April 28, 2012

Butterflies Day 4 -Butterfly vs. Moth

Butterfly vs. Moth
1. Discuss: Show the children a picture of a butterfly and a moth. Do you see any differences between the two?  There are four major differences between moths and butterflies.
  • Butterflies are often more colorful than moths because butterflies are active during the day. Moths are active at night and have earthy colors to camouflage them while they sleep during the day.
  • Most butterflies have club-shaped antennae or antennae with knobs on the end while a moth’s antennae are feather-like or taper to a point.
  • Moths have a thicker coating of scales than butterflies, giving them a furry appearance. These heavy scales help keep them from losing heat during the night when they are most active.
  • Butterflies grow a chrysalis and moths spin a cocoon.
Butterflies and moths have some similarities too.  They are both insects which mean that they both have 3 body parts, six legs, and hatch from eggs.

2. Read: What's the Difference Between a Butterfly and a Moth by Robin Koontz
3. Comprehension questions:
What are the 4 differences between butterflies and moths?
  • Butterflies are often more colorful than moths because butterflies are active during the day. Moths are active at night and have earthy colors to camouflage them while they sleep during the day.
  • Most butterflies have club-shaped antennae or antennae with knobs on the end while a moth’s antennae are feather-like or taper to a point.
  • Moths have a thicker coating of scales than butterflies, giving them a furry appearance.
  • Butterflies grow a chrysalis and moths spin a cocoon.
What are some similarities between butterflies and moths?
  • Both are insects.
  • Both have six legs.
  • Both have 2 pair of wings.
  • Both hatch from eggs.
Butterfly Suckers
I found these butterfly suckers in the Easter clearance at the store so I got them for a fun treat.
Butterfly Adjectives
An adjective is a describing word. Ask the children what words describe a butterfly? Use adjectives to create an acrostic poem about butterflies.

Create an acrostic poem using the beginning letters of the word “butterfly”.

Butterfly vs. Moth Venn Diagram
  • 2 hoola hoops
  • note cards
  • markers
  1. Write one trait on each note card.
  2. Write "butterfly" one one note card and "moth" on one.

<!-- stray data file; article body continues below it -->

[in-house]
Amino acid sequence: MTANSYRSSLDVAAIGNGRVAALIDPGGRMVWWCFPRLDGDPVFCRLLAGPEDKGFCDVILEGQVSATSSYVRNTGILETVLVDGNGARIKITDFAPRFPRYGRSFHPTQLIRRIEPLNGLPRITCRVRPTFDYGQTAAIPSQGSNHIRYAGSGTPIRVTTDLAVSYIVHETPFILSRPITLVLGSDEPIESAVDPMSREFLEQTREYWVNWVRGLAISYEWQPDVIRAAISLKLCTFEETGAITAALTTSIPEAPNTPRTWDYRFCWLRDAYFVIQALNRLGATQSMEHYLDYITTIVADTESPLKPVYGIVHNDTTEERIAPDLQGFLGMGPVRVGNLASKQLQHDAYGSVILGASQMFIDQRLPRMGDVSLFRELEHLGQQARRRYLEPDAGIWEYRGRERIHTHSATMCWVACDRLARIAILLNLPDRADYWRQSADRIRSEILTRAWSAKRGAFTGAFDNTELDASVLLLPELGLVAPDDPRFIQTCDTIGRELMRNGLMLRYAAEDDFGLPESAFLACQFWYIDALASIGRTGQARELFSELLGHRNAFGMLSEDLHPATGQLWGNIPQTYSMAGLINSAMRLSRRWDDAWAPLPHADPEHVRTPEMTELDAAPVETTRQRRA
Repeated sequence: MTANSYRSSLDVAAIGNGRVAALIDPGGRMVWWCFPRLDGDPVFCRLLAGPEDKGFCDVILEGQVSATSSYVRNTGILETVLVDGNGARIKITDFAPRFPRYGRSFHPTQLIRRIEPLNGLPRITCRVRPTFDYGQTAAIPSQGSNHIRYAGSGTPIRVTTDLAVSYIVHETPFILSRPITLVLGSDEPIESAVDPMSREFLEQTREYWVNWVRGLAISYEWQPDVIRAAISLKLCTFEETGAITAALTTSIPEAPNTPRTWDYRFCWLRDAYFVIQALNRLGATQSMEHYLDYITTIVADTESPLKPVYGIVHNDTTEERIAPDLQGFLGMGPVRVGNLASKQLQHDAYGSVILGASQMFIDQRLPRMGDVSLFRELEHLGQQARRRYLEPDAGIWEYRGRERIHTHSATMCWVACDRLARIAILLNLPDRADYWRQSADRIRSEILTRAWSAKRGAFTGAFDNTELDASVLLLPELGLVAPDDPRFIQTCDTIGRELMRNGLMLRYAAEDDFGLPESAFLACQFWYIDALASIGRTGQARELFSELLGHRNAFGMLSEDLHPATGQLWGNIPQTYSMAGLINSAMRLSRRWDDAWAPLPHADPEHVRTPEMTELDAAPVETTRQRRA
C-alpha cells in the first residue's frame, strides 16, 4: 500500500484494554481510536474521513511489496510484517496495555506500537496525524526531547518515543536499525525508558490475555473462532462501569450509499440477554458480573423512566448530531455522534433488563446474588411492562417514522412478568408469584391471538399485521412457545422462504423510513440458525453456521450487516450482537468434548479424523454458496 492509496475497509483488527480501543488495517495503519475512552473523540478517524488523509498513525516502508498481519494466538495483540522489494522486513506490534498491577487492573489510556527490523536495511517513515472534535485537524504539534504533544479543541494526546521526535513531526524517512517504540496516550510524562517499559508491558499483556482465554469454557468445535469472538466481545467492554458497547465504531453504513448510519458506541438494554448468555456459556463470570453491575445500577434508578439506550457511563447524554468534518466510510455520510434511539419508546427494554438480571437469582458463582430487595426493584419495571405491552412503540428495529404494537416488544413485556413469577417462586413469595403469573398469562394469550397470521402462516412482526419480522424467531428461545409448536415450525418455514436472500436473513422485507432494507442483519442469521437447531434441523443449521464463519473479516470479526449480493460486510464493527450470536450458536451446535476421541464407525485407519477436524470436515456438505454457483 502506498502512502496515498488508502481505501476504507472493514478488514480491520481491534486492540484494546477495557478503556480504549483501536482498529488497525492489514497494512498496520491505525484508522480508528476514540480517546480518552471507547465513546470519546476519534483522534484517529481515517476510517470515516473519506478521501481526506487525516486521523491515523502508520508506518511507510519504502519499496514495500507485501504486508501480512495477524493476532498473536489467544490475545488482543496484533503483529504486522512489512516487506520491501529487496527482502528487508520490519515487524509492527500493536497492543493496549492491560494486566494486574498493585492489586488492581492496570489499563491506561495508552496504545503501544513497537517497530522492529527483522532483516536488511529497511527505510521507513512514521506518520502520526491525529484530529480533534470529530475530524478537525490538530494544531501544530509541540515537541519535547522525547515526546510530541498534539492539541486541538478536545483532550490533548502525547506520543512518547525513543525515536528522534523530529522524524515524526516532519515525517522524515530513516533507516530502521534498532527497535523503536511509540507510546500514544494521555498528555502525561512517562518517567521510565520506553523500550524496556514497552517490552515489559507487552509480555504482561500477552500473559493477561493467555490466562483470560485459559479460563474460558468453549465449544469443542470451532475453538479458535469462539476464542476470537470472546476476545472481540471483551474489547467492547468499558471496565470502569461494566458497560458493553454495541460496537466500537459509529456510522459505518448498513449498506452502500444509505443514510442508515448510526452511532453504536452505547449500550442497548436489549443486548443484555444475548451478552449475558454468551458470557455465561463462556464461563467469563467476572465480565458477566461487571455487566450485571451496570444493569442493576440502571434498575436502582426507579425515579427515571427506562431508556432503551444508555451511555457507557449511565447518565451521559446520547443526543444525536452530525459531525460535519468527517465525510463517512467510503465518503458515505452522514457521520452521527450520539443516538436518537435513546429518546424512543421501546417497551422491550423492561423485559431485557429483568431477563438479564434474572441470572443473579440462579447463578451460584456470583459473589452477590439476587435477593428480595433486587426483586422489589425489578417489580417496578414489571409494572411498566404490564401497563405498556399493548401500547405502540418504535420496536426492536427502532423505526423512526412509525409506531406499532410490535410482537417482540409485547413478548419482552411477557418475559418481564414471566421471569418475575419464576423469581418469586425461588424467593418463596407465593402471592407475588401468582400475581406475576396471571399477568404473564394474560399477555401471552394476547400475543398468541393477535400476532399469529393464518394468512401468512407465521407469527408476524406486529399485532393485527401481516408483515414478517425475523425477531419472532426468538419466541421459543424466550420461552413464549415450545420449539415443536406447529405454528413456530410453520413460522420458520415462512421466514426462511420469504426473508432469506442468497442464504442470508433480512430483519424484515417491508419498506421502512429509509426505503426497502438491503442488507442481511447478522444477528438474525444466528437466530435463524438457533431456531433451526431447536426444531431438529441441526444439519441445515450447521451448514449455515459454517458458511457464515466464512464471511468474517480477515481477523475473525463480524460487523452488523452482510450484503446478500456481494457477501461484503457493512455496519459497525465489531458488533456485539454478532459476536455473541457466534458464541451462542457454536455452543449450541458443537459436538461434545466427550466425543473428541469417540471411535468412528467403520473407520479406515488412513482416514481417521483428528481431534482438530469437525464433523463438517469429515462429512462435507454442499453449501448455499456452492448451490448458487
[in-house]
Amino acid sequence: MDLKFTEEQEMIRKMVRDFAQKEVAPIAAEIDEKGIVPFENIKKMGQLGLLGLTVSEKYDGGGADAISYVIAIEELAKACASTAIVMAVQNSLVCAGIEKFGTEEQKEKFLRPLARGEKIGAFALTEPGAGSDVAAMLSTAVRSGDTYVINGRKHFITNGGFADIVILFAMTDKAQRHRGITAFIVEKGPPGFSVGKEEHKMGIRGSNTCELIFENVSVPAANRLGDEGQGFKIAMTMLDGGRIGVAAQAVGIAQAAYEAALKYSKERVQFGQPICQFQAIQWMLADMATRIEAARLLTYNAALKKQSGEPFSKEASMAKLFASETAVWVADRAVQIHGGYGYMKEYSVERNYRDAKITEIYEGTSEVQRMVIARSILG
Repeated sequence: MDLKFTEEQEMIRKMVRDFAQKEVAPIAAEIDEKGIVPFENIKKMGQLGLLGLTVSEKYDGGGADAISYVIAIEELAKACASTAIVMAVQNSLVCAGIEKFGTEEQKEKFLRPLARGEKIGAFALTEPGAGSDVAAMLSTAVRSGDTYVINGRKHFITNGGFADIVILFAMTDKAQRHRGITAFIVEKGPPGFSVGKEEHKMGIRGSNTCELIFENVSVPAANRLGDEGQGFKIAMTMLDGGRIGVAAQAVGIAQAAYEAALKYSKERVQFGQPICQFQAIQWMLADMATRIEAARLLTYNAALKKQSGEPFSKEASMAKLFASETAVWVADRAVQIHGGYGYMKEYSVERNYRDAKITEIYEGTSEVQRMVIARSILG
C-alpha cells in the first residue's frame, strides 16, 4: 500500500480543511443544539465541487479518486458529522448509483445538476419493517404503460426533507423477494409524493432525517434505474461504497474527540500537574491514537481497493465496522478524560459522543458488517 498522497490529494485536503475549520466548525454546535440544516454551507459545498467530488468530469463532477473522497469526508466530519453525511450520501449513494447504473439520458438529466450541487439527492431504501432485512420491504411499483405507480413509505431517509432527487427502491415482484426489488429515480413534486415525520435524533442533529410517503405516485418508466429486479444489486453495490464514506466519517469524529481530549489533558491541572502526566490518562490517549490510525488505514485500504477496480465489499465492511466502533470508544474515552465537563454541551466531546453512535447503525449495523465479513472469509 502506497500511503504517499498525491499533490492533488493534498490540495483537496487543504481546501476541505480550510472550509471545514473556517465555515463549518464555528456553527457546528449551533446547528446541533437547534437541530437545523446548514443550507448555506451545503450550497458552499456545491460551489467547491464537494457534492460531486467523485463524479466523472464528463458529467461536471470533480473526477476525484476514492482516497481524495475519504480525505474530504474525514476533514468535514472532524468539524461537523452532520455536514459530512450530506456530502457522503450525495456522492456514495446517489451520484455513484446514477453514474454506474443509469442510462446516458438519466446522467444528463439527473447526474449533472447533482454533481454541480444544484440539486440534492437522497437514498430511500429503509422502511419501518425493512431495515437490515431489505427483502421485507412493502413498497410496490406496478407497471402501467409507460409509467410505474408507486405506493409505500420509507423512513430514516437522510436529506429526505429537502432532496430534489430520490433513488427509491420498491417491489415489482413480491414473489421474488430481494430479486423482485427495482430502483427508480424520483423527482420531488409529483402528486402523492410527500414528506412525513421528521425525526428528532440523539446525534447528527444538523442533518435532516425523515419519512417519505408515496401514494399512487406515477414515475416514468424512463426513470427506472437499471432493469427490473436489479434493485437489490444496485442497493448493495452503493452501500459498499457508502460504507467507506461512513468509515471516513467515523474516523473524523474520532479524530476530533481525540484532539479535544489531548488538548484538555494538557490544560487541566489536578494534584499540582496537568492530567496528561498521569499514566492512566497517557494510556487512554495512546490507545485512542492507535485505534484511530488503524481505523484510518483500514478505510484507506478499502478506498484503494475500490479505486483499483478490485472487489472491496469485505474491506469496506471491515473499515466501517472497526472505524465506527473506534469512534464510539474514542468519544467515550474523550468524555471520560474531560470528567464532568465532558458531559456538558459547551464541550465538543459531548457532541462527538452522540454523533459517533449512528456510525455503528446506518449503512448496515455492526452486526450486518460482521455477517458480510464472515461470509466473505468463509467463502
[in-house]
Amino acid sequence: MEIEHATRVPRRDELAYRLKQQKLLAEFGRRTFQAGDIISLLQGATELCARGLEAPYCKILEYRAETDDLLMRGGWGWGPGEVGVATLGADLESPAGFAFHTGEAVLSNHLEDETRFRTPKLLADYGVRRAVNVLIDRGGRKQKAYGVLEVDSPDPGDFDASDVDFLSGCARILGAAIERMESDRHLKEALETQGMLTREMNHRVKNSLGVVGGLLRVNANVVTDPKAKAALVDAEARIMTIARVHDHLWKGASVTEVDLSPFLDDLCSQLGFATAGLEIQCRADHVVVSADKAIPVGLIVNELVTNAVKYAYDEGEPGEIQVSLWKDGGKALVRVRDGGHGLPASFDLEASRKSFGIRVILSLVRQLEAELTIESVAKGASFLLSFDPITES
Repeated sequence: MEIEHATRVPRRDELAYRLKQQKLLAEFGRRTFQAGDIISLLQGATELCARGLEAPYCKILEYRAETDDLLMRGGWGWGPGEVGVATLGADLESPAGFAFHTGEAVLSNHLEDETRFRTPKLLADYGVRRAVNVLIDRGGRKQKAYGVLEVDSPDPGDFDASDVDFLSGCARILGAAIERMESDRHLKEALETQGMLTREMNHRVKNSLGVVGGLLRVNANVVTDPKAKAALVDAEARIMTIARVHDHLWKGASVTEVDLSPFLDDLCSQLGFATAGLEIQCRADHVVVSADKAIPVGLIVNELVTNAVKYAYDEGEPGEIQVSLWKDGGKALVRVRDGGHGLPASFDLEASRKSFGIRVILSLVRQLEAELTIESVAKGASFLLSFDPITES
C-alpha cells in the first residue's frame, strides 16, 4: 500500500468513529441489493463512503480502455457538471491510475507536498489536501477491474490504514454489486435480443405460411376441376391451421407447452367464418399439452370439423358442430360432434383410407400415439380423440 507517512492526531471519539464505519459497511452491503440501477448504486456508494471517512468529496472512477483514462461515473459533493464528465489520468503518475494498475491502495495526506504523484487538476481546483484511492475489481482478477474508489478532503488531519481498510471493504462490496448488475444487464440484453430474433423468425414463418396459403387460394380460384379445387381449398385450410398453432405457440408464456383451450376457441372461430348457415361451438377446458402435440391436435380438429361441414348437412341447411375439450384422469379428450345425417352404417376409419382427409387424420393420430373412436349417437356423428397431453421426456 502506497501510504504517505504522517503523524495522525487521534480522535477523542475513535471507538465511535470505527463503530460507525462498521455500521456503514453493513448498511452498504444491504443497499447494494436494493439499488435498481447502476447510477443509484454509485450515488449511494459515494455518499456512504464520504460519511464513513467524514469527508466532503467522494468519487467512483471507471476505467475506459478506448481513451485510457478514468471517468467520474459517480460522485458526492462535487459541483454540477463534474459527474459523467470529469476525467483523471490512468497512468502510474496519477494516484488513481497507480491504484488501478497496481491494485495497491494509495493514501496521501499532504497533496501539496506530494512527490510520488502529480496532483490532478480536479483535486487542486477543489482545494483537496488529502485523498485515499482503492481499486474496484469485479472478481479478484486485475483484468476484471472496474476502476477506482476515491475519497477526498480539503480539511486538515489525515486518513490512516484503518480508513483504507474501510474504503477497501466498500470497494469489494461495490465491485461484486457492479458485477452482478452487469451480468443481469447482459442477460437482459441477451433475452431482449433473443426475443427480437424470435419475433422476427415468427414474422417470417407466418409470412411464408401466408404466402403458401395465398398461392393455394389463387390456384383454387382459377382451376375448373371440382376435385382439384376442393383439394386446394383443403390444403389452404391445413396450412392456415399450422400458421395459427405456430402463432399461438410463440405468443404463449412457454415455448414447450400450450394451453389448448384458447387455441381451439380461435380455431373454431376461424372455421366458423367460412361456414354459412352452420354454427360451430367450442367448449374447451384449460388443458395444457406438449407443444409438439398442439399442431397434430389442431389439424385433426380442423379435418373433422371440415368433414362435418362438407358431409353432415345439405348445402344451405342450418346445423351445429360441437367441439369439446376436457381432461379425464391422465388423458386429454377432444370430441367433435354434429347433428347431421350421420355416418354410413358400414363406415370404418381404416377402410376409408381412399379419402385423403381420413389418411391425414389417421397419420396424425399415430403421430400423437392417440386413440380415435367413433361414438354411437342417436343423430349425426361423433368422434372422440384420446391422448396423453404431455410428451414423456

3. Place the hoola hoops on the floor overlapping each other to form a Venn Diagram.
  4. Place the "butterfly" note card in one hoola hoop and the "moth" note card in the other.
  5. Have the child place each of the trait cards in the appropriate hoops.
  • six legs
  • body is thick and looks hairy
  • body is thin and doesn't look hairy
  • compound eyes
  • head, thorax, abdomen
  • two pairs of wings
  • makes a cocoon
  • makes a chrysalis
  • hatches from an egg
  • two antennae
  • mouth is a proboscis
  • usually active at night
  • usually active during the day
  • is an insect
  • usually brightly colored
  • usually colored in earth-tones
  • antennae are often thick and feathery
  • antennae are club-shaped at the end
  • undergoes complete metamorphosis
Identifying a Butterfly
We found a dead butterfly and tried to look at the traits with a magnifying glass and microscope.  We decided that because of the bright colors and knobs on the antennae that it was a butterfly and not a moth.

Do You See the Difference?
We used pages 18 and 19 of Do You See the Difference to review some of the differences between butterflies and moths.

Locating a Host Plant
  • 4 jams of the same color- These 4 can have different textures as long as they are all close to the same color. Some can even be the same flavor as long as the texture is different.
  • 2 small paper plates
  • 1 toothpick
  • Lots of paper towels
1. Set out two small paper plates and a tooth pick for every child.
2. Assign a number to each of the four jams.
3. Write the numbers for each of the four jams on one of the child’s plates.
4. Place a small amount of each jam next to its number on the plate.
5. Write the name of one of the jams on the second plate and place a small amount of that jam on it.  This will be the host jam.

In Class:
6. Explain that once a butterfly has mated the female will carefully search for the correct food plant for her eggs and caterpillars. Butterflies are very picky about where they lay their eggs because each species of butterfly caterpillar only eats specific kinds of plants. These plants are called “host plants.” The female butterfly instinctively recognizes the leaf shape, color, odor, taste, texture, and appearance of her species’ host plant.